"VA is in the midst of a massive transformation effort to improve Veterans’ experiences with VA care and services," said agency spokesman Randal Noller. "Performance management systems and performance-related awards afford leaders an effective means of recognizing superior employees, rewarding strong customer service, and building an exceptionally effective and successful workforce. Employee rewards and recognition not only build employee engagement and morale, but also motivate stronger performance and better service for veterans".
Among those receiving bonuses were:
• Dr. Darren Deering, who was fired as chief of staff of the Phoenix VA Health Care System in June 2016 for what the VA said was "negligent performance of duties and failure to provide effective oversight." Deering was paid a $5,000 bonus in February 2016.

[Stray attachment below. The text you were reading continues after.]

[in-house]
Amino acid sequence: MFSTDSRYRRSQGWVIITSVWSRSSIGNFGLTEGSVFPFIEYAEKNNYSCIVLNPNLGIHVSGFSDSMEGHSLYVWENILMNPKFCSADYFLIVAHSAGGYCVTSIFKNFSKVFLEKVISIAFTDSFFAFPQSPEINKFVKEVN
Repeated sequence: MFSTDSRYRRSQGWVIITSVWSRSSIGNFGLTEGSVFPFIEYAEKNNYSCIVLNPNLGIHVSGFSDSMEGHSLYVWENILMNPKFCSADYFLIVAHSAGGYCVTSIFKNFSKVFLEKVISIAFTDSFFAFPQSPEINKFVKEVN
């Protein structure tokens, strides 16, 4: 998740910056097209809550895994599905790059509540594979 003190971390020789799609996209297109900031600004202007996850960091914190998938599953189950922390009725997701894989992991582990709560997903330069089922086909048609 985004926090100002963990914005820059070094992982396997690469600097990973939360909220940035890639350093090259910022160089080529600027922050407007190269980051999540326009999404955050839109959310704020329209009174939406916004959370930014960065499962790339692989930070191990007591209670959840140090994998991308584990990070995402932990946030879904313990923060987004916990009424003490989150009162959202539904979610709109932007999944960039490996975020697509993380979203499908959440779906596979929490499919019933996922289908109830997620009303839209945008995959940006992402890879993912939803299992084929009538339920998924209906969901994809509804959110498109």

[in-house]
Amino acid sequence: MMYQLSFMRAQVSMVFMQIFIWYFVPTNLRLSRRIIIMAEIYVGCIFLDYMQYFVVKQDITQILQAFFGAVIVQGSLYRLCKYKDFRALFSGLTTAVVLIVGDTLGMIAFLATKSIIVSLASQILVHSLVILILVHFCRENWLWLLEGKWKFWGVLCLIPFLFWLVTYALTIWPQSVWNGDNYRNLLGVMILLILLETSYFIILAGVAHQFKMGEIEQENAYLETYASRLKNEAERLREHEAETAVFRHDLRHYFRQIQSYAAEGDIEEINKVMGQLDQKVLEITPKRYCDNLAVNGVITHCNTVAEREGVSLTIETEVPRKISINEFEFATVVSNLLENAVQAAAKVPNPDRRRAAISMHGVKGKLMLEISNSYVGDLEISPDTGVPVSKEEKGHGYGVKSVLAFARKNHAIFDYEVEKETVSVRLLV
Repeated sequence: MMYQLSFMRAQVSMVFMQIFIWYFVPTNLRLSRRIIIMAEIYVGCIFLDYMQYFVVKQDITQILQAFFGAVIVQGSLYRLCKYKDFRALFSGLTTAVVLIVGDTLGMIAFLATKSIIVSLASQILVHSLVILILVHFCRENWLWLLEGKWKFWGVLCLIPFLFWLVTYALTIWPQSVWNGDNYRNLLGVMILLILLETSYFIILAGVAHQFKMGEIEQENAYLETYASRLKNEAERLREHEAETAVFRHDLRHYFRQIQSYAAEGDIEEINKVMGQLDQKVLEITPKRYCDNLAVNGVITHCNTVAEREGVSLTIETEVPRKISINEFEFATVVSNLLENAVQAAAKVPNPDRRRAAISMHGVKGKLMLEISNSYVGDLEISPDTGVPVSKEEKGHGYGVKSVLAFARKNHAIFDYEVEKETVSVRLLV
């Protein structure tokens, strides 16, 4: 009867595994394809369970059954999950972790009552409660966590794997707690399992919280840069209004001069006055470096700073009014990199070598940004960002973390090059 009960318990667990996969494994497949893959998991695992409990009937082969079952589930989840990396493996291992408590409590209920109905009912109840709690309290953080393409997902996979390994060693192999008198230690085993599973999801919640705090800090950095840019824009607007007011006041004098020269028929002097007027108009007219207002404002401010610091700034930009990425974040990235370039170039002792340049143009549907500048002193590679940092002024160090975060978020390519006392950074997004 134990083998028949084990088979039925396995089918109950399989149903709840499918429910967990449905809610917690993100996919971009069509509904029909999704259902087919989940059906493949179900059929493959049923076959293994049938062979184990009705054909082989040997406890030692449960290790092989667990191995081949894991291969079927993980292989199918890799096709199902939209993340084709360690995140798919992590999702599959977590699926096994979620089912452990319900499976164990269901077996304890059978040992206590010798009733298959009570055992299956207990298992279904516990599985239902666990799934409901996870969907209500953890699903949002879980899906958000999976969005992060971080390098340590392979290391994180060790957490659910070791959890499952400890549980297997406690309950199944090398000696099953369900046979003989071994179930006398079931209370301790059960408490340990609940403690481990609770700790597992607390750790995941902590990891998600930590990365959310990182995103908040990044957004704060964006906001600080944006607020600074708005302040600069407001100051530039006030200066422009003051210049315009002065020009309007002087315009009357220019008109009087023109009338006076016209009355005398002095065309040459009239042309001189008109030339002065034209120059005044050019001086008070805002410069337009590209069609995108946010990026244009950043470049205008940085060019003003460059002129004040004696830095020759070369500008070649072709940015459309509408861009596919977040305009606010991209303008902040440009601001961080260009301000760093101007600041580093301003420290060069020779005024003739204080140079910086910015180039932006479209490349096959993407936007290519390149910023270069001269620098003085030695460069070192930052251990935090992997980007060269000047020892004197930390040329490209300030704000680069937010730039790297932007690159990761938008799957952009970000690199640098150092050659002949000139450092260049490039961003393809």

• Jack Hetrick, formerly the top Veterans Affairs official in Ohio, who retired after receiving a notice of pending removal in February 2016. He had received a $12,705 bonus on Jan. 10. An investigation by a Cincinnati TV station gathered evidence that Barbara Temeck, acting chief of staff at the Cincinnati VA Medical Center, was prescribing medication to Hetrick’s wife without a proper license. Also, employees claimed to the TV station that cost-cutting measures hurt quality of care. Hetrick was suspended during the probe of oversight of the Cincinnati VA. The VA said its review did not substantiate impropriety related to quality of care. It did find misconduct in Temeck providing prescriptions and other medical care to members of Hetrick’s family. Temeck was paid a $5,000 bonus in January 2016